As Massachusetts is the mother of New England, so is Oregon the mother of the Pacific Northwest. But while Massachusetts requires her historic achievements thoroughly taught in schools, Oregon has not yet made a similar demand regarding her own. It has, therefore, become the patriotic duty of the schools, the press, the pulpit, and social and literary clubs insistently to encourage and actively to promote historical research concerning Oregon until the long neglected story of her development is taught with the same enthusiasm, skill and interest as is the history of Massachusetts or that of any other State in the Union.

EPOCHS OF OREGON HISTORY

The History of Oregon is divided into five epochs:

First Epoch. Early Explorations. This epoch treats of the explorations that led to the discovery of Oregon, first from the sea, (1792), then by land, (1805). It begins in 1502, with the effort of Columbus to find a passage through Panama to India, and ends in 1805, when Lewis and Clark completed their overland expedition to Astoria. Also under Epoch I are selections from Indian folk-lore as told to the earliest white explorers and settlers.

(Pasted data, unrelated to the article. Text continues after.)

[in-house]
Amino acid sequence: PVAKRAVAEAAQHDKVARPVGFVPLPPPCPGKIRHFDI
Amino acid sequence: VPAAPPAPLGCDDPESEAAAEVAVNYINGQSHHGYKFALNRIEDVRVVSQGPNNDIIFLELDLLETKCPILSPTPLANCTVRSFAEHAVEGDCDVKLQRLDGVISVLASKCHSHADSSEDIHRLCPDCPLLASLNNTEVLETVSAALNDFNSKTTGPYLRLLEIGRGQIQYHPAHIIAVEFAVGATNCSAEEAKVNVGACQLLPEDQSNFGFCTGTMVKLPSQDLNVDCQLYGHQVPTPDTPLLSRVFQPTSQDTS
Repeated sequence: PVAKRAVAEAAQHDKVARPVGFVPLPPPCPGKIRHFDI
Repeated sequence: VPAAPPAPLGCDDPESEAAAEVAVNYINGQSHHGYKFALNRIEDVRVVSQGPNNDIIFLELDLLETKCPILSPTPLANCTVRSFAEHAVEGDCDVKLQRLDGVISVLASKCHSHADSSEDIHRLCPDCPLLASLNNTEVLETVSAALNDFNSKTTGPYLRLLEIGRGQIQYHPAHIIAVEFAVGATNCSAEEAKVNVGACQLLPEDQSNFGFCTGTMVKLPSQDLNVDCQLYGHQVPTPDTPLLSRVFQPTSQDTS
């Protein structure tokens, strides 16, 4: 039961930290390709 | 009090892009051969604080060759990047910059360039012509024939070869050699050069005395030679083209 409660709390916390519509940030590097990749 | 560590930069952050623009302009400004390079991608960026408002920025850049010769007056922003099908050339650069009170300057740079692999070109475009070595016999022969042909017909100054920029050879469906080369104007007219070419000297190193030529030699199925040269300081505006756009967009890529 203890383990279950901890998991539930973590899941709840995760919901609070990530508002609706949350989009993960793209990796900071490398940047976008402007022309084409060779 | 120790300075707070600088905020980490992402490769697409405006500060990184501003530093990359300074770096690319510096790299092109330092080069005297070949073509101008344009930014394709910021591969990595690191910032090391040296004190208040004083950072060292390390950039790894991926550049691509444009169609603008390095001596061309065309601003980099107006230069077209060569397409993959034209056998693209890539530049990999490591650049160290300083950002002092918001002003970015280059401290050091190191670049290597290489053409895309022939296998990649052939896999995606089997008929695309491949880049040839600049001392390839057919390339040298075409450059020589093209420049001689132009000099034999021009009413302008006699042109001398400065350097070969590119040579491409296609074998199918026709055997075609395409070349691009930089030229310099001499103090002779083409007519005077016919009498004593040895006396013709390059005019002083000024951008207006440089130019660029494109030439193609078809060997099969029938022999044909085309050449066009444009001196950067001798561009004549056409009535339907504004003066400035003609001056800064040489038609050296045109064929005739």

Second Epoch. The Settlement of Oreqon. This epoch extends from 1805 to 1843. It treats of the settlement of the Oregon Country by the British and Canadians, who came as trappers and traders; and by the American emigrants, who settled the country in true colonial fashion.

Third Epoch. Oregon Under the Provisional Government. This epoch begins in 1843, at which time the settlers provided for themselves a govenment independent of the Hudson's Bay Company; it ends March 3, 1849, when Governor Joseph Lane proclaimed the territorial government in Oregon. It is the story of Oregon under the Provisional Government.

Fourth Epoch. Oregon Under the Territorial Government. This epoch extends from 1849 to 1859. It is the history of Oregon from Governor Lane's proclamation of April 3, 1849, to February 14, 1839, when Oregon was admitted to statehood.

Fifth Epoch. The State of Oregon. This epoch extending from 1859 to the present, is the history of Oregon as a state, in the union of states under the federal constitution. Also under this epoch appears Section XIV which treats of the Literature of Oregon, the most of which was written during her statehood.

THE CASCADE RANGE EMERGING FROM THE OCEAN

THE EARLIEST ACCOUNT OF OREGON